(Alexia; Word Blindness; Text Blindness; Visual Aphasia)
|Stroke—Most Common Cause of Alexic Anomia|
|Copyright © Nucleus Medical Media, Inc.|
- Inability to read with understanding
- Ability to write, but not read what you have written
- Speech-language therapy—to help you use your ability to communicate, regain lost abilities, learn to make up for language problems, and learn other methods to communicate
- Counseling—to help you cope with your condition and help your family learn how to communicate with you
- Individualized rehabilitation program—to focus on what caused your condition
- Exercise regularly.
- Eat plenty of fruits and vegetables.
- Limit salt and fat in your diet.
- If you smoke, quit.
- If you drink, limit your intake.
- Maintain a healthy weight.
- Control your blood pressure.
- Ask your doctor if you should take aspirin.
- Properly treat and control chronic conditions such as diabetes.
- If you have signs of a stroke, get help right away.
National Aphasia Association http://www.aphasia.org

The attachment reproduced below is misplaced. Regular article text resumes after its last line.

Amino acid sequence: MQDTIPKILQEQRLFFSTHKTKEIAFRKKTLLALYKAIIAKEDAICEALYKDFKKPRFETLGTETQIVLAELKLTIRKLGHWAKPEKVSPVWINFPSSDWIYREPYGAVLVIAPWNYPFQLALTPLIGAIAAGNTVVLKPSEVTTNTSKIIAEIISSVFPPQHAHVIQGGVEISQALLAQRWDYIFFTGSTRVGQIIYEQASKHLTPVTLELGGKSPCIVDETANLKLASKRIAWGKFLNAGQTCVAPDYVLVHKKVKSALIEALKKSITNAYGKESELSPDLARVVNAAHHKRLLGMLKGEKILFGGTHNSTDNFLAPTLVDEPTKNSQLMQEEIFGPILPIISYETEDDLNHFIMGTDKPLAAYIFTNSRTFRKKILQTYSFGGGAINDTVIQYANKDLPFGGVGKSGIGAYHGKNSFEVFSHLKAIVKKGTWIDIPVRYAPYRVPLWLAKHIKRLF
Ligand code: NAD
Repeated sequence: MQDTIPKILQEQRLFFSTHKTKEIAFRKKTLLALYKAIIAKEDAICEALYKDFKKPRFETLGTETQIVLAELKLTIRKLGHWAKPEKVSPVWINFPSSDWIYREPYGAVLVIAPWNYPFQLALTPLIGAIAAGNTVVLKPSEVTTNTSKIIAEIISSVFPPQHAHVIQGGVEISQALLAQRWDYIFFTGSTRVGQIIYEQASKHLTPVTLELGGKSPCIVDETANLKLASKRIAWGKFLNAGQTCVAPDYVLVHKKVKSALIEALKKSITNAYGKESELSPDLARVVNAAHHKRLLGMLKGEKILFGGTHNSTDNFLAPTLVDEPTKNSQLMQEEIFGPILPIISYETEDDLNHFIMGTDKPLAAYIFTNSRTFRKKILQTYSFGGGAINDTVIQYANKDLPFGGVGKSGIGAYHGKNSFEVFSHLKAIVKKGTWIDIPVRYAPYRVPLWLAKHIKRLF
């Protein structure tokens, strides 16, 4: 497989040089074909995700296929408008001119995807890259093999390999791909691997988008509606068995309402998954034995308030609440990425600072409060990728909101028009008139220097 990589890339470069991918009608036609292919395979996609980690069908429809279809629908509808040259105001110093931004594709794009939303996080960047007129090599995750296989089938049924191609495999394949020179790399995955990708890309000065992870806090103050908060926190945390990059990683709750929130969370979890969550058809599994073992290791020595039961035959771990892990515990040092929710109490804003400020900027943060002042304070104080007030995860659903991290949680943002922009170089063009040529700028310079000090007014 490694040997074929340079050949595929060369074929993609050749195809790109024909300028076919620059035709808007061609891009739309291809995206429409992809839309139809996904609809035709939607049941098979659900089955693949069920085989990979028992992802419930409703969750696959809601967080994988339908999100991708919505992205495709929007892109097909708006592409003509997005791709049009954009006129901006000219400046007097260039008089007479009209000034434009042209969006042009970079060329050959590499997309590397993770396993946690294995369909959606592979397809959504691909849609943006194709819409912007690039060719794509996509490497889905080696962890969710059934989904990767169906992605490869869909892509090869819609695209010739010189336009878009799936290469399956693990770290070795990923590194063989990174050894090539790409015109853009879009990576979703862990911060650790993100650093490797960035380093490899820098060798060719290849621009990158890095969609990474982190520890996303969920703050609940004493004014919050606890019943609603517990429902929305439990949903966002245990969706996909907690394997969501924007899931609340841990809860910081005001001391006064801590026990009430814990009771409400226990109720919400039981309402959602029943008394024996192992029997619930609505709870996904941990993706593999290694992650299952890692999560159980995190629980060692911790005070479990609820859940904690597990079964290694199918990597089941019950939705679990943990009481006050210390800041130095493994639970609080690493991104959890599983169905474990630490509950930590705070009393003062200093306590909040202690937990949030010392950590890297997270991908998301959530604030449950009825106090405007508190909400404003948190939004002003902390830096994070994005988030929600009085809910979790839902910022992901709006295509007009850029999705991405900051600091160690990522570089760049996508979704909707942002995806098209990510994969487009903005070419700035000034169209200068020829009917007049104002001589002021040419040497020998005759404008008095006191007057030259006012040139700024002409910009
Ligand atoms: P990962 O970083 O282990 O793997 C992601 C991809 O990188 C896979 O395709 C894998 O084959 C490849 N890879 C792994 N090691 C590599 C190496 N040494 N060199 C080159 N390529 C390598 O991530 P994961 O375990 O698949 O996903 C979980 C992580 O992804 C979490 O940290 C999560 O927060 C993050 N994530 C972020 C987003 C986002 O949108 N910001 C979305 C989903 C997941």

National Institute on Deafness and Other Communication Disorders http://www.nidcd.nih.gov
National Institute of Neurological Disorders and Stroke http://www.ninds.nih.gov
Aphasia Institute http://www.aphasia.ca
Brain Injury Association of Alberta http://www.biaa.ca
Heart and Stroke Foundation of Canada http://ww2.heartandstroke.ca
Aphasia. EBSCO DynaMed website. Available at: http://www.ebscohost.com/dynamed. Updated September 2, 2012. Accessed May 16, 2013.
Cherny LR. Aphasia, alexia, and oral reading. Top Stroke Rehabil. 2004;11:22-36.
Freedman L, Selchen DH, et al. Posterior cortical dementia with alexia: neurobehavioural, MRI, and PET findings. J Neurol Neurosurg Psychiatry. 1991;54;443-448.
Kirshner HS. Aphasia and aphasic syndromes. In: Bradley WG, Daroff RB, Fenichel GM, eds. Neurology in Clinical Practice. 5th ed. Philadelphia, PA: Butterworth Heniemann Elsevier; 2008: 141-160.
Aphasia information page. National Institute of Neurological Disorders and Stroke website. Available at: http://www.ninds.nih.gov/disorders/aphasia/aphasia.htm. Updated July 9, 2012. Accessed May 16, 2013.
Stedman TL. Stedman’s Medical Dictionary. 28th ed. Baltimore, MD: Lippincott Williams & Wilkins; 2005;48; 177; B13-B14.